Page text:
Overcoming Excuses for Not Getting a Mammogram
By David Gruen, MD, MBA, Director of Women’s Imaging & Co-Director, Breast Center and Helen Pass, MD, Director of Breast Surgery and Co-Director, Breast Center
Everyone has a different excuse for avoiding their yearly mammogram. Here are our thoughts on some of the most common ones.
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1. “I’m too busy!”
Stamford Health offers convenient appointment times at Tully Health Center, Darien Imaging Center, Wilton Imaging Center and Greenwich Imaging Center. With evening and walk-in appointments available, and weekend hours for some locations, we can certainly help you schedule this important procedure!
2. “I’m afraid of what we might find.”
We completely understand the anxiety involved in waiting for your results. Because your time counts, we're commited to providing you with same-day results during standard business hours and results the next business day for off-hour or weekend appointments. If needed, we'll also try our best to schedule you for a same-day biopsy.
3. “I think I’ll skip it this year. I’ve heard I don’t really need one every single year.”
Some breast cancers grow and spread quickly, and others more slowly—no one can predict how one specific cancer will behave. The largest and longest running breast cancer screening trials found that annual mammography decreases the risk of dying from breast cancer by roughly a third in all women age 40 and over. Since the best hope for cure is early detection, it’s in your best interest to start getting yearly mammograms at age 40. Remember, your risk increases significantly at that age and continues to rise as you get older.
4. “I think I’ll wait until I’m 50 years old to get my mammogram.”
A recent study showed that more than 70% of the women who died from breast cancer in their 40’s- were among the 20% who were not getting mammography. In addition, the best and most extensive studies show that women who start screening at age 40 have the most lives saved from mammography. The harms of screening are negligible, compared to dying from breast cancer, and there is no scientific or biological reason to delay screening until age 50.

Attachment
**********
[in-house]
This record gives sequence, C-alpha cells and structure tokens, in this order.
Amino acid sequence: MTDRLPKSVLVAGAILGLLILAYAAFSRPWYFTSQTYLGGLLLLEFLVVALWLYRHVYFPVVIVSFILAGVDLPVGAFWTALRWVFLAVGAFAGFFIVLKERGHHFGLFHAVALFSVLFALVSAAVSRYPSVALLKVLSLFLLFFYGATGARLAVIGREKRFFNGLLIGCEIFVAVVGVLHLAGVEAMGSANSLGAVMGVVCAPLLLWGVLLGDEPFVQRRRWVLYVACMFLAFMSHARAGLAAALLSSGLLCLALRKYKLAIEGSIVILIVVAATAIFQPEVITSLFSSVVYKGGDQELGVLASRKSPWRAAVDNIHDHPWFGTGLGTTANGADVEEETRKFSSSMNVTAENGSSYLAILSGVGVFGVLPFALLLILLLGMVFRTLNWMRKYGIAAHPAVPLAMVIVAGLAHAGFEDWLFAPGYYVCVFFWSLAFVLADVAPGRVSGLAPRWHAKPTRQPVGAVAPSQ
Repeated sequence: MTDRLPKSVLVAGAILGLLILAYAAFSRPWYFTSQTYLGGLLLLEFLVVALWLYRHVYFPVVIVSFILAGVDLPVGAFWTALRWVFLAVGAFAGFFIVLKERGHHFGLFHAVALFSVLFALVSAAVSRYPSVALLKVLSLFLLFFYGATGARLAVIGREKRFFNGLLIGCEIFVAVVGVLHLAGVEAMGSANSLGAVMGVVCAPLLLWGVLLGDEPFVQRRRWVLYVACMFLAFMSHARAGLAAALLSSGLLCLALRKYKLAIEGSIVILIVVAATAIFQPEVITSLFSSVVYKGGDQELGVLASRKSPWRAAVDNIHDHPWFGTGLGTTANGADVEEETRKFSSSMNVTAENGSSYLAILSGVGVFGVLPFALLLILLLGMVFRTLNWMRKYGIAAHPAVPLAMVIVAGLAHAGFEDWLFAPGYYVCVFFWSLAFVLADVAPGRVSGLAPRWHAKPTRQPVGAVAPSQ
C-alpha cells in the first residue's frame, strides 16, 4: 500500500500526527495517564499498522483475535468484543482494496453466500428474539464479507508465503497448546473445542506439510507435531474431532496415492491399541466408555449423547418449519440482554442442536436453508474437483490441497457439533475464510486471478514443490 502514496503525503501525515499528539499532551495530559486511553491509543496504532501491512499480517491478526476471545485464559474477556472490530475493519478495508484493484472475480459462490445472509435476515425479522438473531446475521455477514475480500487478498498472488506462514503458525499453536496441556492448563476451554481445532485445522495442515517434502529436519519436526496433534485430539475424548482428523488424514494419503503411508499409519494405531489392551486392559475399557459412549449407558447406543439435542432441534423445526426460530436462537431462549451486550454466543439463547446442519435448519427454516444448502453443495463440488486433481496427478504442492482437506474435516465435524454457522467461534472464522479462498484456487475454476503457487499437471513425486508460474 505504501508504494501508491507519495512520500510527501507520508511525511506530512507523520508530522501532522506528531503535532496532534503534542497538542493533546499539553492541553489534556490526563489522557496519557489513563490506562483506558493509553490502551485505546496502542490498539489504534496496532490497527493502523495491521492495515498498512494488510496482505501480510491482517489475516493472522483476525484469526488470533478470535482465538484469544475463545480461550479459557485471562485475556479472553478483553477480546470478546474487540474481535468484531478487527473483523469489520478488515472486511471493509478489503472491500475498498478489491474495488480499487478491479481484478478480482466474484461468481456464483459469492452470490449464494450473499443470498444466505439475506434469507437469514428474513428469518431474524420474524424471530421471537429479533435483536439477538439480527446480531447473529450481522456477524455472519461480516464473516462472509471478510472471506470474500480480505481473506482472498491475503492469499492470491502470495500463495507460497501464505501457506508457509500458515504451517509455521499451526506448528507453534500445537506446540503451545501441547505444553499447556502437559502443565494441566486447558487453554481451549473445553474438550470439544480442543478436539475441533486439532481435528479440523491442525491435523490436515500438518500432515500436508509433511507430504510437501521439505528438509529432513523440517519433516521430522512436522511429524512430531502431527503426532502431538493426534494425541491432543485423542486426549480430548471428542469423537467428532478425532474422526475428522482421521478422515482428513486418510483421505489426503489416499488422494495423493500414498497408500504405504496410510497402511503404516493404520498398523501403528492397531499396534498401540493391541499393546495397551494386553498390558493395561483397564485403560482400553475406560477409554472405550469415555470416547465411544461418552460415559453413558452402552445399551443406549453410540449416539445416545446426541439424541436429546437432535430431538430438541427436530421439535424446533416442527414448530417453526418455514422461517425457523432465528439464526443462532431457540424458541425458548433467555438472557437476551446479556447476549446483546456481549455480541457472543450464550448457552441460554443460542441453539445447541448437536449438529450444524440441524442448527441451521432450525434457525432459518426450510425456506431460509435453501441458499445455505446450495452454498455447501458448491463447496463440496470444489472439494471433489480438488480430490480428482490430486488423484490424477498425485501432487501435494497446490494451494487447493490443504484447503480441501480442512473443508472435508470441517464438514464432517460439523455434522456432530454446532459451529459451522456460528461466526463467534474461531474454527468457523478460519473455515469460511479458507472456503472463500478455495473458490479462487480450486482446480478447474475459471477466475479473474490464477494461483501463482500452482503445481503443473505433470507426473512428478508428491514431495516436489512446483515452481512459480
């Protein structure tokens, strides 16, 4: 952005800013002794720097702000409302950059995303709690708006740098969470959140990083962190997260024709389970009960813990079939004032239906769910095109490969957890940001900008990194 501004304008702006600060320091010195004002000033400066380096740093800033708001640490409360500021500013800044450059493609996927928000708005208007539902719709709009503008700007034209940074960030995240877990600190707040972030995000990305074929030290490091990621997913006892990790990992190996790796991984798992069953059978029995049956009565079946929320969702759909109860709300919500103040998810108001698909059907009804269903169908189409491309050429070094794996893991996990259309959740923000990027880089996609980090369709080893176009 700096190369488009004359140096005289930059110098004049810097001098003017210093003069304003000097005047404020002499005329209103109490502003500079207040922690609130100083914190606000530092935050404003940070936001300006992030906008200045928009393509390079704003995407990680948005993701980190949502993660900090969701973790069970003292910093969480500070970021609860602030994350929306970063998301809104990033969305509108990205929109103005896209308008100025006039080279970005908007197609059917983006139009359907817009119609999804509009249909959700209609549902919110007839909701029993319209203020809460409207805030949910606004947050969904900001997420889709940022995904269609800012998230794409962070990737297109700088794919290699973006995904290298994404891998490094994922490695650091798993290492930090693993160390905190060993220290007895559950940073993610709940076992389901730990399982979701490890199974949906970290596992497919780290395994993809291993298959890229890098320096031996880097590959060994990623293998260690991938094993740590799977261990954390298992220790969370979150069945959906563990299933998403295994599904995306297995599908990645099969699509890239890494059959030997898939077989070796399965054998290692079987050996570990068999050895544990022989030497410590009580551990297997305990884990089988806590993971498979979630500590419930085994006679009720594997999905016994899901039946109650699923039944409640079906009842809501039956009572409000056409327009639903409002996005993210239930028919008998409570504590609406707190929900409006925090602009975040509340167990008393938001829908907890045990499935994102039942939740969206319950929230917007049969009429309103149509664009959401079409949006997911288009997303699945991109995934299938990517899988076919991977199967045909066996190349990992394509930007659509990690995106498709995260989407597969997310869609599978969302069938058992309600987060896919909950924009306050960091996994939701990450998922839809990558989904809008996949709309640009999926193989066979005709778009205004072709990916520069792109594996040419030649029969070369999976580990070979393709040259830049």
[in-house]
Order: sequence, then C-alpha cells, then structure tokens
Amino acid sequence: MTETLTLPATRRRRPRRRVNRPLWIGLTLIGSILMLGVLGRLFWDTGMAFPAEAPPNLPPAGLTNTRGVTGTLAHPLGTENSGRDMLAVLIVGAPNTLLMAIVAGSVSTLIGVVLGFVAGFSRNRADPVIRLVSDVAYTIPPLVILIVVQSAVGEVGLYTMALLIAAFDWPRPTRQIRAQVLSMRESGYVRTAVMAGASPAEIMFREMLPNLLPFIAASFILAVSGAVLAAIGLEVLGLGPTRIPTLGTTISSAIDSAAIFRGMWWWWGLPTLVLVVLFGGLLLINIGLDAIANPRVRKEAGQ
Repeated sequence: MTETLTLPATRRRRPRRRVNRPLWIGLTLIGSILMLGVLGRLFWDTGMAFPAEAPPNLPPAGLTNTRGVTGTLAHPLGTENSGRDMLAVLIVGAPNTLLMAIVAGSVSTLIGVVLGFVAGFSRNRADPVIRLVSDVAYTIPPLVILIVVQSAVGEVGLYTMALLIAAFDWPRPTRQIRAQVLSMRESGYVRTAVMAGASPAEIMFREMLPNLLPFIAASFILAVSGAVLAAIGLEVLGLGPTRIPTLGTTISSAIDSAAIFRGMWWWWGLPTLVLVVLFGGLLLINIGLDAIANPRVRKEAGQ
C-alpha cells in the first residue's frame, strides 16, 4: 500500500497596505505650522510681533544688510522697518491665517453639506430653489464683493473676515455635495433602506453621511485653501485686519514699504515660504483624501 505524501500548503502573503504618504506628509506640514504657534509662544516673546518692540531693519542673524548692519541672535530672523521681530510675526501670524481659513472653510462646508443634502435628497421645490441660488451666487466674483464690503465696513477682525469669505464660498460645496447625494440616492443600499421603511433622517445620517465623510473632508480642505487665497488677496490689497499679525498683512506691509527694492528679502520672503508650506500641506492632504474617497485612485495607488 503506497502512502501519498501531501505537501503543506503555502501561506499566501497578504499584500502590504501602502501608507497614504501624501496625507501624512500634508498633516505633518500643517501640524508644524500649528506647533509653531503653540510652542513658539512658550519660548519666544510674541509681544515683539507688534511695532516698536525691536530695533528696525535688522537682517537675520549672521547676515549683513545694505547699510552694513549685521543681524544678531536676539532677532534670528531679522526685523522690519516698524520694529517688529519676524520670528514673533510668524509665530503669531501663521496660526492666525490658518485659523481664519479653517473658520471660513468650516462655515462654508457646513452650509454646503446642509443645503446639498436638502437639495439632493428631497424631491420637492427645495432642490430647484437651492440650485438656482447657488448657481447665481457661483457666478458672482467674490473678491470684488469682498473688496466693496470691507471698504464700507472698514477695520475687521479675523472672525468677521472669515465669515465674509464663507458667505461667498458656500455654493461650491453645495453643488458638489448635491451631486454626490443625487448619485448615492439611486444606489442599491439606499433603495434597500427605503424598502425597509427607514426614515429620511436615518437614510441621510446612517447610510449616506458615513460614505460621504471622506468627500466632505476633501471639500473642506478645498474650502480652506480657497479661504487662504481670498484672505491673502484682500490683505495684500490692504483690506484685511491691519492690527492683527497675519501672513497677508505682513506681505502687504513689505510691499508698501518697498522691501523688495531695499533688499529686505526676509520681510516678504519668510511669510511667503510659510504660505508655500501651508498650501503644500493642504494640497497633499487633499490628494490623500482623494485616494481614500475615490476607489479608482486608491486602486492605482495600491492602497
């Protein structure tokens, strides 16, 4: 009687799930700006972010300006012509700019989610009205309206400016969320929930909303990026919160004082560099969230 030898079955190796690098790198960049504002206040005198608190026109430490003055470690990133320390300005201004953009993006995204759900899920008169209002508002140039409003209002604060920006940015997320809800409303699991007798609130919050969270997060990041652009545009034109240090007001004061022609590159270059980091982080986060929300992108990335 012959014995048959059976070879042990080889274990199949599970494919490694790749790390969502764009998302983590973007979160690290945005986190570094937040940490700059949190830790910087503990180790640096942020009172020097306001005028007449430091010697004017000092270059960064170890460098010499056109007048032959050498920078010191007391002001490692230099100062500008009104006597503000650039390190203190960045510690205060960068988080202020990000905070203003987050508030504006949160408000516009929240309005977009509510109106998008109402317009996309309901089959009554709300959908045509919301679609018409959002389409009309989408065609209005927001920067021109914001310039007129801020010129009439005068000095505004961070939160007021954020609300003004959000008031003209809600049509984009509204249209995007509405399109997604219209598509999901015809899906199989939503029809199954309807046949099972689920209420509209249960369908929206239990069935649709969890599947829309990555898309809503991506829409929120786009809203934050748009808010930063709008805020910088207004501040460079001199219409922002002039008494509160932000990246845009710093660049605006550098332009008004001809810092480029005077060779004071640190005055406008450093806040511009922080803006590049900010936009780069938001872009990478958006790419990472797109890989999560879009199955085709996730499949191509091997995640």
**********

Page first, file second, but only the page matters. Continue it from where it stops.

Many major American medical organizations with expertise in breast cancer care agree that starting annual mammography at age 40 saves the most lives.
5. “I’m afraid of radiation and chemotherapy.”
Yes mammograms use low dose radiation, but one fact remains irrefutable: mammography has helped reduce breast cancer mortality in the U.S. by 30% since 1990.
A woman's lifetime risk of getting breast cancer is 1/8 (12%). The risk of dying from cancer due to the radiation exposure from mammography in a woman aged 40 years is 1/70,000 and this risk declines rapidly with age.
To be even more specific, mammography exposes people to 0.4 mSv. That is the same amount of radiation a person living in Denver receives in about 1/3 of a year (133 days to be exact). The average yearly radiation dose from food is 0.3 mSv. The average yearly background radiation dose is 3.1 mSv (that is almost eight fold the dose of a mammogram). Radiation workers are allowed to receive 50 mSv per year. To put things into perspective, mammography exposes a person to a very small amount of radiation.
Chemotherapy has come a long way, too. In fact, more and more women who have been diagnosed with early-stage breast cancer may no longer need aggressive chemotherapy as part of their treatment plan.
Yearly mammography is recommended because finding early stage breast cancer allows more treatment options and a better opportunity for long-term survival.
6. “I can’t afford it!”
Do not let financial concerns keep you from getting your mammogram. Stamford Hospital offers free mammography for those who are uninsured or whose insurance does not cover breast cancer screening, as long as certain qualifications are met.
As always, use these guidelines when talking with your doctor about getting a mammogram.